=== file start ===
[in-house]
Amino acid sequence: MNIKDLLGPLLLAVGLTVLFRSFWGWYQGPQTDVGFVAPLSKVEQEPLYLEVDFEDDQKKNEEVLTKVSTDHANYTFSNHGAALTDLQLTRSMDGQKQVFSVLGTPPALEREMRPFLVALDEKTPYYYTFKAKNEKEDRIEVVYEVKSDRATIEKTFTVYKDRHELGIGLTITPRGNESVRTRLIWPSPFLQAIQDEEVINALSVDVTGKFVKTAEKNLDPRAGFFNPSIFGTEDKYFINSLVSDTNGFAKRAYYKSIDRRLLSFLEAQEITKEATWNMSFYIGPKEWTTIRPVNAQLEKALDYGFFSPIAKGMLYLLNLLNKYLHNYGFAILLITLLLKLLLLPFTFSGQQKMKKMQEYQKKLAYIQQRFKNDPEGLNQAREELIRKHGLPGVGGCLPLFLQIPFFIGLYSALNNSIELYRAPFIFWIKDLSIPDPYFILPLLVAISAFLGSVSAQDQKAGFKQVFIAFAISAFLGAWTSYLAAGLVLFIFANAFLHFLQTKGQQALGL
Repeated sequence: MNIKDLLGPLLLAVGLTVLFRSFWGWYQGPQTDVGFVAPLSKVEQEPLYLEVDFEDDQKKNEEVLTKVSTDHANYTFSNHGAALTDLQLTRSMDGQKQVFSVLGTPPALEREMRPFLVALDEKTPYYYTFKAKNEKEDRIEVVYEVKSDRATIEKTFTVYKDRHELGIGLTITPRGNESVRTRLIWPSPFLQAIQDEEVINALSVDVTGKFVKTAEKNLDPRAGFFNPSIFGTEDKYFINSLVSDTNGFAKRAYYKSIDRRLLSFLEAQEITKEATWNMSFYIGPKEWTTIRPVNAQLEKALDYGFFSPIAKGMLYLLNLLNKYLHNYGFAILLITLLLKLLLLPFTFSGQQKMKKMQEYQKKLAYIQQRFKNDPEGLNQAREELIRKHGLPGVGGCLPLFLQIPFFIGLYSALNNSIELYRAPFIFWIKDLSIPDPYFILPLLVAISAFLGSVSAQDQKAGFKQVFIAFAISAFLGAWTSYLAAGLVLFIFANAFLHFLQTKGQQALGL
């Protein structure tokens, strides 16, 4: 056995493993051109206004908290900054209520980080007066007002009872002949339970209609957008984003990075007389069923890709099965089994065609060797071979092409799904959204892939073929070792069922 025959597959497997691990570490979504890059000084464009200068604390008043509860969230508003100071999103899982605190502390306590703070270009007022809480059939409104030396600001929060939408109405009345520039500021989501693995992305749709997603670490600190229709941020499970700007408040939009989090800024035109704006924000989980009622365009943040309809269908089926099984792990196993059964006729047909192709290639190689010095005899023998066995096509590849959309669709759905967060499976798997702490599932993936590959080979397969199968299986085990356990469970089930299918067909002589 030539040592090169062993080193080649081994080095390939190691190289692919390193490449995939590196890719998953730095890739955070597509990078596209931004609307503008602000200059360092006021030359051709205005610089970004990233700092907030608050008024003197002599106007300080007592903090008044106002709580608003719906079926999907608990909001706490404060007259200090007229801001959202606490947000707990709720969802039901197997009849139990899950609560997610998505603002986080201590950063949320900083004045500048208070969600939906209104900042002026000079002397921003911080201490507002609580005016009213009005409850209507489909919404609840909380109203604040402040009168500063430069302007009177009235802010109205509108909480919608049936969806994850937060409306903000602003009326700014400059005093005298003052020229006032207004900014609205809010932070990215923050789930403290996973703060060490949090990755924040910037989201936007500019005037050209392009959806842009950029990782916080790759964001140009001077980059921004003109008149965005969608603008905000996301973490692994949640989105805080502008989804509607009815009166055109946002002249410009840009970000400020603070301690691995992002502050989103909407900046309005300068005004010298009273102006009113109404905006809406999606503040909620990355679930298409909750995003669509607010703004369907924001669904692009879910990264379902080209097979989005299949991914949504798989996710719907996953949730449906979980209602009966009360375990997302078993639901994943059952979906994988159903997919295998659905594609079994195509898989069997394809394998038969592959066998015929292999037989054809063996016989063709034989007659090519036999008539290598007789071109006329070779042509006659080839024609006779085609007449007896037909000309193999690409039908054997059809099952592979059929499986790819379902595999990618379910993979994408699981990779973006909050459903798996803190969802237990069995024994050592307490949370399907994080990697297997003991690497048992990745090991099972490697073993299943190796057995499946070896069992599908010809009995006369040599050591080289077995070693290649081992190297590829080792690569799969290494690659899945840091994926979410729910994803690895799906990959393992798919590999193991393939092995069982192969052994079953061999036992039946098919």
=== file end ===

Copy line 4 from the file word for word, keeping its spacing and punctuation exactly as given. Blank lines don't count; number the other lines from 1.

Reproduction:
């Protein structure tokens, strides 16, 4: 056995493993051109206004908290900054209520980080007066007002009872002949339970209609957008984003990075007389069923890709099965089994065609060797071979092409799904959204892939073929070792069922 025959597959497997691990570490979504890059000084464009200068604390008043509860969230508003100071999103899982605190502390306590703070270009007022809480059939409104030396600001929060939408109405009345520039500021989501693995992305749709997603670490600190229709941020499970700007408040939009989090800024035109704006924000989980009622365009943040309809269908089926099984792990196993059964006729047909192709290639190689010095005899023998066995096509590849959309669709759905967060499976798997702490599932993936590959080979397969199968299986085990356990469970089930299918067909002589 030539040592090169062993080193080649081994080095390939190691190289692919390193490449995939590196890719998953730095890739955070597509990078596209931004609307503008602000200059360092006021030359051709205005610089970004990233700092907030608050008024003197002599106007300080007592903090008044106002709580608003719906079926999907608990909001706490404060007259200090007229801001959202606490947000707990709720969802039901197997009849139990899950609560997610998505603002986080201590950063949320900083004045500048208070969600939906209104900042002026000079002397921003911080201490507002609580005016009213009005409850209507489909919404609840909380109203604040402040009168500063430069302007009177009235802010109205509108909480919608049936969806994850937060409306903000602003009326700014400059005093005298003052020229006032207004900014609205809010932070990215923050789930403290996973703060060490949090990755924040910037989201936007500019005037050209392009959806842009950029990782916080790759964001140009001077980059921004003109008149965005969608603008905000996301973490692994949640989105805080502008989804509607009815009166055109946002002249410009840009970000400020603070301690691995992002502050989103909407900046309005300068005004010298009273102006009113109404905006809406999606503040909620990355679930298409909750995003669509607010703004369907924001669904692009879910990264379902080209097979989005299949991914949504798989996710719907996953949730449906979980209602009966009360375990997302078993639901994943059952979906994988159903997919295998659905594609079994195509898989069997394809394998038969592959066998015929292999037989054809063996016989063709034989007659090519036999008539290598007789071109006329070779042509006659080839024609006779085609007449007896037909000309193999690409039908054997059809099952592979059929499986790819379902595999990618379910993979994408699981990779973006909050459903798996803190969802237990069995024994050592307490949370399907994080990697297997003991690497048992990745090991099972490697073993299943190796057995499946070896069992599908010809009995006369040599050591080289077995070693290649081992190297590829080792690569799969290494690659899945840091994926979410729910994803690895799906990959393992798919590999193991393939092995069982192969052994079953061999036992039946098919």